The scene also implies that the events of 1956 did not end with the salvation from the hands of the FBI, but the invasion has continued to grow, slowly, and now, those “pods” have set sights on the budding metropolis of San Francisco, and as we see during the dockside events in the 1978 Invasion movie, as the “pods” are being loaded into the ships docked at port, the world seems to be their game. While in 1956, the invasion event was isolated to the small town… that’s simply not the case anymore.


There are so few remakes nowadays that are as brilliant as this one, if we can even call Invasion of the Body Snatchers a remake, just as it is difficult to call John Carpenter’s The Thing a remake as well, though he has testified, calling his work as such. One would think, given the way remakes and reboots are the norm today, someone within the echelons of Hollywood would remember the key elements from classic remakes of original films. To make a remake great, or even attempt to create something even more grandiose than the original, as we’ve seen in Invasion of the Body Snatchers, there must be a balance between disassembling what made the original great, understanding those themes and nuances, and then reassembling the components into something new. And of course we would hope the remake was thoroughly thought-out and warranted as well.  If the balance is done right, the remake shouldn’t feel like a remake at all, but another “title” movie. Personally, I don’t even like using the term “remake” for films like these. If the balance is done right, I’d rather call them “continuations.” But I know I am in the minority with such notions.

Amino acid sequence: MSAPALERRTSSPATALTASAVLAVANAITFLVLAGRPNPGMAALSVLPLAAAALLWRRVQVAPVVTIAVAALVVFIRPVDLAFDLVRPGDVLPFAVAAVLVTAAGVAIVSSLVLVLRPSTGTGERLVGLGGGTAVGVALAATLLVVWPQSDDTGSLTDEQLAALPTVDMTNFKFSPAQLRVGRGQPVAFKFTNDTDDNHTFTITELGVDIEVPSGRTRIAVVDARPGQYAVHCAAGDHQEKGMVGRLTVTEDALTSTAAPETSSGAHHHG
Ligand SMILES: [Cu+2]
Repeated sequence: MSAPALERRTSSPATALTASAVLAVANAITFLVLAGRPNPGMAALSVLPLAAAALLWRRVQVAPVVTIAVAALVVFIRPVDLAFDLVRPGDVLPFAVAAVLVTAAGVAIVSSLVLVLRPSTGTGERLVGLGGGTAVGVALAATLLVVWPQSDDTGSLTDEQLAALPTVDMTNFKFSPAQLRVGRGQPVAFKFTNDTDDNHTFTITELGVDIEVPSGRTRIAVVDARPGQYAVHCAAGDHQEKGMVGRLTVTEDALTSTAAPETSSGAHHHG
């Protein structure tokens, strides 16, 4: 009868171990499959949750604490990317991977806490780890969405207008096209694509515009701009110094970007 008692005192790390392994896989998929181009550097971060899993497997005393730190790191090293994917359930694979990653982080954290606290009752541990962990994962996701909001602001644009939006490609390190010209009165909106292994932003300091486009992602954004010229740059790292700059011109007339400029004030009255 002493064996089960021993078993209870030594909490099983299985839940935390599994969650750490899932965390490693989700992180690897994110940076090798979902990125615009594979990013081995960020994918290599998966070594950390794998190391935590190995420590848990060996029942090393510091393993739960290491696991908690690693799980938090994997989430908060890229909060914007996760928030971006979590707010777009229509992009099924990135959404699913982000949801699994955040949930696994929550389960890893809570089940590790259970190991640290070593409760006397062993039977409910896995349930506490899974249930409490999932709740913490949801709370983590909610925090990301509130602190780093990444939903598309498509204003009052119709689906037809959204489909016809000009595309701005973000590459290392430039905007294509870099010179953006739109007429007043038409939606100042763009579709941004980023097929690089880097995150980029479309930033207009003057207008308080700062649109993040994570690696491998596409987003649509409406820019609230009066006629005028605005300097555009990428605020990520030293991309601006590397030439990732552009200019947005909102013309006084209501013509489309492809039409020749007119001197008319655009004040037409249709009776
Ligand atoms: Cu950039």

Originality, of course, is the name of the game, and Invasion of the Body Snatchers has it in spades. The relationships are what sold me. Donald Sutherland as the hardnosed Health Inspector, who is as sharp as a razor with snobby overpriced restaurant owners, always with a keen eye for rat turds, but is soft as rose petals and somewhat blinded with his love interest, and unavailable by the way, Elisabeth Driscoll, played by the fantastic Brooke Adams. Watching them on screen is mesmerizing. How he loves her, yet understands he cannot have her, but still wants to protect her. And how can we forget the dynamic between pop-psychologist Dr. David Kibner, played by late-great Leonard Nimoy and Jack Bellcec, a not-so-popular (or even published writer for that matter) philosopher who scoffs at how easily Kibner pumps outs books; also one of Jeff Goldblum’s earlier roles by the way. I found it very interesting how the first of the friends to put the mystery together, though perhaps she went a bit far in her “Worlds in Collision” and “Flowers in Space” paranoia, was Nancy Bellcec (played by Alien star Veronica Cartwright), Jake’s wife, who at the end (SPOILERS!) is the sole survivor of the small party of friends. And it gives me even more pause in how she survived. Every time she is swallowed up by the crowd and separated from Matthew and Elizabeth, we assume she was “taken.” However, there she is, she turns up unscathed because she has learned to “act” like one of the “pods.” Though how much of that is really an act, I wonder. When Matthew and Elizabeth are discovered, unable to hid their humanity and doing a poor job “blending in,” Nancy quietly disappears into the mob as they turn on her friends only to turn up again at the end. What does her character tell us? What questions does she raise? Perhaps, that to survive a world in which individuality has faded into a common core one must assimilate similar behavior of the so-called “hive mind…” It certainly begs the question of what the original writers were thinking (be it fear of Communism or fear of Conservatism), and of course what was Kaufman thinking as well.

To all of these questions, I imagine, we must answer for ourselves.